WASHINGTON — The Consumer Financial Protection Bureau is seeking public input for a new effort to prevent scams targeted at the elderly.
The CFPB is asking the public about the best way to identify legitimate financial advisers and how effective and easy-to-understand financial counseling is for seniors, among other issues. The bureau is also trying to gather information about scams against veterans.
“The amount of money stolen from seniors has risen sharply in recent years,” CFPB director Richard Cordray said in a prepared statement.
Cordray cited a 2009 study by MetLife, which found that Americans aged 60 and up were cheated out of at least $2.9 billion in 2010. This reflected a 12 percent increase from 2008, the study said.
Another survey by the nonprofit Investor Protection Trust said one out of every five Americans over the age of 65 had been financially swindled in 2010. The organization called elder financial abuse “a national epidemic.”
Past research on elders’ finances found that family members and caregivers were most often the perpetrators of financial abuse. Elderly women were also more likely to be targeted than men.
“It is indeed a jungle out there,” said Clare Smith, interim executive director at the Elder Financial Protection Network, a 12-year-old nonprofit organization in San Francisco.
The network conducts training sessions with local communities, law-enforcement agencies and financial institutions to educate them about scams and prevention.
Smith said it wasn’t hard to believe that fraud was on the rise. She cited an instance from last week, when an 82-year-old California man almost parted with his savings on the belief that he had won a sweepstakes competition. When he came into the bank to withdraw his money, the bank official spotted a red flag because of her training and reported the case.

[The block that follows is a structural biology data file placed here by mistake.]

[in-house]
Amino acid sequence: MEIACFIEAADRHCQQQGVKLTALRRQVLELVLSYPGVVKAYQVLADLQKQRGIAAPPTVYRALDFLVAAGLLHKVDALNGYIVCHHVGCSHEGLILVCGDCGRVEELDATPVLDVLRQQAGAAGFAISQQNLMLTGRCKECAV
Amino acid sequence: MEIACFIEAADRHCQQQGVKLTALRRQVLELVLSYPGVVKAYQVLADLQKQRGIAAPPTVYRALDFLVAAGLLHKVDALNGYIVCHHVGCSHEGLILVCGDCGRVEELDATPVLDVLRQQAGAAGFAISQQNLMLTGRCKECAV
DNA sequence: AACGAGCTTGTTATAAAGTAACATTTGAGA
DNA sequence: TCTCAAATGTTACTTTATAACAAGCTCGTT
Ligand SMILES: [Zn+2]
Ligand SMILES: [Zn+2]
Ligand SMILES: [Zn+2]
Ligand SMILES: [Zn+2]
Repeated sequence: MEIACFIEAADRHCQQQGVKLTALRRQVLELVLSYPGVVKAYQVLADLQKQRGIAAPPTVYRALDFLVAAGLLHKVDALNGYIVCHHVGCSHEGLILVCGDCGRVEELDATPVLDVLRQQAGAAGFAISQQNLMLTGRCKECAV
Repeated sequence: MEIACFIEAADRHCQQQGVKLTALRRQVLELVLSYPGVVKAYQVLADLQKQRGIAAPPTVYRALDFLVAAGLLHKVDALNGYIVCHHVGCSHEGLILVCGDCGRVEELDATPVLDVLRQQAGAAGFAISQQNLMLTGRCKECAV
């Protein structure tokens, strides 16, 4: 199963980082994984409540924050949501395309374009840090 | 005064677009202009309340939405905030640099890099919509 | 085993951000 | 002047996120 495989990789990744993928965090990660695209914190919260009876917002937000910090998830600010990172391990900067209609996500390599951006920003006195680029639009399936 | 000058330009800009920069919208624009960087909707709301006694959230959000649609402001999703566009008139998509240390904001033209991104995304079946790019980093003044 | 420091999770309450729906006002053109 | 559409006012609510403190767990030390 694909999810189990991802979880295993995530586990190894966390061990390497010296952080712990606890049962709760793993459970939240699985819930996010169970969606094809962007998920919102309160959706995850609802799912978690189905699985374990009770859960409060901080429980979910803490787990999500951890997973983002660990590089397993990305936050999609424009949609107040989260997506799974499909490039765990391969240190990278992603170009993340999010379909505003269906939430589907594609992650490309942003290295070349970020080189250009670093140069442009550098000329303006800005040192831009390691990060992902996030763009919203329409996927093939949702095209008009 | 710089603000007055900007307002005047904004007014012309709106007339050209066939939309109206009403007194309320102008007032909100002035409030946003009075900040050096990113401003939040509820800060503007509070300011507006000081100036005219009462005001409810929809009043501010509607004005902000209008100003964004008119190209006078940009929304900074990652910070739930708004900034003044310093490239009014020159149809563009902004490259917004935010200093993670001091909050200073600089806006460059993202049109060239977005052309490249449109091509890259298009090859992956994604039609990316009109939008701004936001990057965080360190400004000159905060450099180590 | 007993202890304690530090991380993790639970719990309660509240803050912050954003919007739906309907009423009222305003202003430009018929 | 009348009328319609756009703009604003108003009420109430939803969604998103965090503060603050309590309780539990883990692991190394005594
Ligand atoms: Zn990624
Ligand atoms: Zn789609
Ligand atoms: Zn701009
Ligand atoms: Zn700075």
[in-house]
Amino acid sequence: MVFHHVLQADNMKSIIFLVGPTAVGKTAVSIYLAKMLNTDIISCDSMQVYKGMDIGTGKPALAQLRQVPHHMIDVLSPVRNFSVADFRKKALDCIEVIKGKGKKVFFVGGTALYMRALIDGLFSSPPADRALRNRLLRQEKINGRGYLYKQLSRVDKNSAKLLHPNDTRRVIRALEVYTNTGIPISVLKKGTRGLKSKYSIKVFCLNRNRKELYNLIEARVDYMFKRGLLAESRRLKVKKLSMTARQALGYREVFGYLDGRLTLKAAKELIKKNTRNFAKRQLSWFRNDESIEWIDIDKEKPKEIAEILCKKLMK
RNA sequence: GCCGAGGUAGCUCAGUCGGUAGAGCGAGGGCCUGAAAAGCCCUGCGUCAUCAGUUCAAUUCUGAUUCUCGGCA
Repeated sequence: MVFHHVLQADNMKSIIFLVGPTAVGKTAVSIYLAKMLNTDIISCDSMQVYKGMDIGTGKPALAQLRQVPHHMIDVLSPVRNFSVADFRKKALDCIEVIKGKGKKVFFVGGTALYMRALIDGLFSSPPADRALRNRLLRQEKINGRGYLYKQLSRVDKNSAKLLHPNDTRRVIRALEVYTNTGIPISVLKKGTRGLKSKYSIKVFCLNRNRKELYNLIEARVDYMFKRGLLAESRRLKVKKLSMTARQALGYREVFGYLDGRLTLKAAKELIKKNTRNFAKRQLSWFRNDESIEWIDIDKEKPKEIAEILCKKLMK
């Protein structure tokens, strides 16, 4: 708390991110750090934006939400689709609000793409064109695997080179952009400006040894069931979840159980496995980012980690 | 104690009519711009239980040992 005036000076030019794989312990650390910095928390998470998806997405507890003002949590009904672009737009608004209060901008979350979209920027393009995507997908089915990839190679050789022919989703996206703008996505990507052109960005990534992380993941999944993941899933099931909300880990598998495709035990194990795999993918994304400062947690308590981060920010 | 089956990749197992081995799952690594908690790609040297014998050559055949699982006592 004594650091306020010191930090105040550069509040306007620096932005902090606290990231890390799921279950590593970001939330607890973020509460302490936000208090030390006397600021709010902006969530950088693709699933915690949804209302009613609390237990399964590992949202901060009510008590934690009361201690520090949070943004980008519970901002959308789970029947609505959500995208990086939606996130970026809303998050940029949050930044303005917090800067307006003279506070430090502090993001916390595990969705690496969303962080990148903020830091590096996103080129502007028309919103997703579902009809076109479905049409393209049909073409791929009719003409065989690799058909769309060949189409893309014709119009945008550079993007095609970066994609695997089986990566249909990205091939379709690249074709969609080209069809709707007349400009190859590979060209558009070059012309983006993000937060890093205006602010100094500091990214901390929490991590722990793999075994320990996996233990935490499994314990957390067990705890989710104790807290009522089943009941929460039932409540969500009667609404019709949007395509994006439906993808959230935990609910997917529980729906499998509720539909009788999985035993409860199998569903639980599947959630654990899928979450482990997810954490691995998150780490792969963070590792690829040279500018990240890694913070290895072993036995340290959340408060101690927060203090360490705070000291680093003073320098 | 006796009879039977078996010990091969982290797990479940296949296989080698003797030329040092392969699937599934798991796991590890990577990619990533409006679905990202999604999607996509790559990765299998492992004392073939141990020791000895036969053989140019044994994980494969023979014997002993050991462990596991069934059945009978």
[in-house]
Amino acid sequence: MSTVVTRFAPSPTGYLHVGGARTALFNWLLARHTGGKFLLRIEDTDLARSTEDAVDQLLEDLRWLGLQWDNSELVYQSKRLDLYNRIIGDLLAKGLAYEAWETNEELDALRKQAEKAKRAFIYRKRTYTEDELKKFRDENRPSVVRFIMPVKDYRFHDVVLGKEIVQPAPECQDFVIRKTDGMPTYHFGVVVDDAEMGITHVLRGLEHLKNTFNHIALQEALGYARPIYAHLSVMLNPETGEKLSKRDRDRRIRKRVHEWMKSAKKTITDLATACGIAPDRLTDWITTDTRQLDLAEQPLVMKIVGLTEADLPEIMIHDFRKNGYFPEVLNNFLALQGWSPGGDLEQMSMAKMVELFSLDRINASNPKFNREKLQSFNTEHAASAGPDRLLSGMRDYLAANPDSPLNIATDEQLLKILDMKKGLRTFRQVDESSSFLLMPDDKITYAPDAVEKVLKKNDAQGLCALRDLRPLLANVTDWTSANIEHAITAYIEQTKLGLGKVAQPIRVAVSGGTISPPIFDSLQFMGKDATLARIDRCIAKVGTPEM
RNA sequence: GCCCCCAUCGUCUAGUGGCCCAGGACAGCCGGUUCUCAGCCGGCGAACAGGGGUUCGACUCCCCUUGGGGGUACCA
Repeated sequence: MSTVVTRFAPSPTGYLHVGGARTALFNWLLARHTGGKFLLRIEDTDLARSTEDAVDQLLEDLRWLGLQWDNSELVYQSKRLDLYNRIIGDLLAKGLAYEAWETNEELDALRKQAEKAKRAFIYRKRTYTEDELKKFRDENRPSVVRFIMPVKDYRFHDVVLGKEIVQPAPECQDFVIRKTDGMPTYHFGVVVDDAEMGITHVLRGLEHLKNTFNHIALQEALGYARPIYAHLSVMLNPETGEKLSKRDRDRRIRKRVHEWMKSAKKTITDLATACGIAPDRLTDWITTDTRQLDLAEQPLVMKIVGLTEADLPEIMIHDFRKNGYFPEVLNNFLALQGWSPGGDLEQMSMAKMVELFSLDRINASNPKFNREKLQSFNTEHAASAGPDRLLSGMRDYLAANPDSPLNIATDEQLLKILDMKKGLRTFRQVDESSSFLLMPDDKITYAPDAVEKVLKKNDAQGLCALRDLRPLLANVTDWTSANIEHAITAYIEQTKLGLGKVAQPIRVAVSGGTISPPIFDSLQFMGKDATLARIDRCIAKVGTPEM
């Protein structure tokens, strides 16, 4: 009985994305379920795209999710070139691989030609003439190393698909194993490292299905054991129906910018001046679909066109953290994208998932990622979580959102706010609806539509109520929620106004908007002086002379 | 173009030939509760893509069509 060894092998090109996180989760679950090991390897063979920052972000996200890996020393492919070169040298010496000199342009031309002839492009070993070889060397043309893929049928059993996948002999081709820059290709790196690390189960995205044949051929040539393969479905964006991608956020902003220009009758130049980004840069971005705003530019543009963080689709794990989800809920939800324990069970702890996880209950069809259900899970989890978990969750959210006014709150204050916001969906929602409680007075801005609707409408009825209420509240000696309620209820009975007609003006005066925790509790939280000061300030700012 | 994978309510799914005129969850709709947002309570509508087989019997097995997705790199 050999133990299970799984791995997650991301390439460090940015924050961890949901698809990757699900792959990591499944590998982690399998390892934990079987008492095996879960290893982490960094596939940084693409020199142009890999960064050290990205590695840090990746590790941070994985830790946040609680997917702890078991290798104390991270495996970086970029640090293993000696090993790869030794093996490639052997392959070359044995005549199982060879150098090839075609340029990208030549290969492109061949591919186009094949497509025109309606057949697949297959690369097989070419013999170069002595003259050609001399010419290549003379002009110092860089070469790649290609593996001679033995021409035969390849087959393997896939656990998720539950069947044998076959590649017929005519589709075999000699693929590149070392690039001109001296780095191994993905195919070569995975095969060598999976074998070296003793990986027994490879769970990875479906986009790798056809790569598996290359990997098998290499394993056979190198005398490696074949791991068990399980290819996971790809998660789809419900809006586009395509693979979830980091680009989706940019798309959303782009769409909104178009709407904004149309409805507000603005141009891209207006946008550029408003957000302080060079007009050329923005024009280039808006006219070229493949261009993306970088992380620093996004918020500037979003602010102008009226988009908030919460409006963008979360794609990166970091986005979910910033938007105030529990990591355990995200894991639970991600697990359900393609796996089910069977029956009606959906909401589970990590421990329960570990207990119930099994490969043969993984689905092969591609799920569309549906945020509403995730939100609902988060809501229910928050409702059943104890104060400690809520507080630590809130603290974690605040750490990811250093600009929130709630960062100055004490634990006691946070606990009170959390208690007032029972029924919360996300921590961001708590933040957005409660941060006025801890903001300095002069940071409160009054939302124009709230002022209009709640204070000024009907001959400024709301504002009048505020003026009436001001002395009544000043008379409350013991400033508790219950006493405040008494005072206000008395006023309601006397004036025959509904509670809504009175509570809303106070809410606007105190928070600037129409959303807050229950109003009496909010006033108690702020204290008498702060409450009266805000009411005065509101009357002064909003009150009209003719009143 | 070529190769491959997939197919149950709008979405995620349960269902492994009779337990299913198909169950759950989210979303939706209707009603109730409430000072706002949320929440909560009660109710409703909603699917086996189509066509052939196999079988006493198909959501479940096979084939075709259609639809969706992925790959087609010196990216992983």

At a White House event to mark Friday’s World Elder Abuse Awareness Day, Skip Humphrey, head of the CFPB’s Office for Older Americans, said the department has a number of projects lined up to address the issue. They include creating a layman’s guide to explain financial responsibilities to family members and caregivers of seniors.
“This is a good development,” said Bob Blancato, former president of the National Committee for the Prevention of Elder Abuse. “It shows that the government is cognizant of the growing nature of the problem.”
The public can submit comments or report instances of financial abuse to the CFPB by visiting www.regulations.gov or mailing them to Monica Jackson, Office of the Executive Secretary, Consumer Financial Protection Bureau, 1700 G Street NW, Washington, D.C., 20552. Mention Docket No. CFPB-2012-0018. The last date for comments is Aug. 13.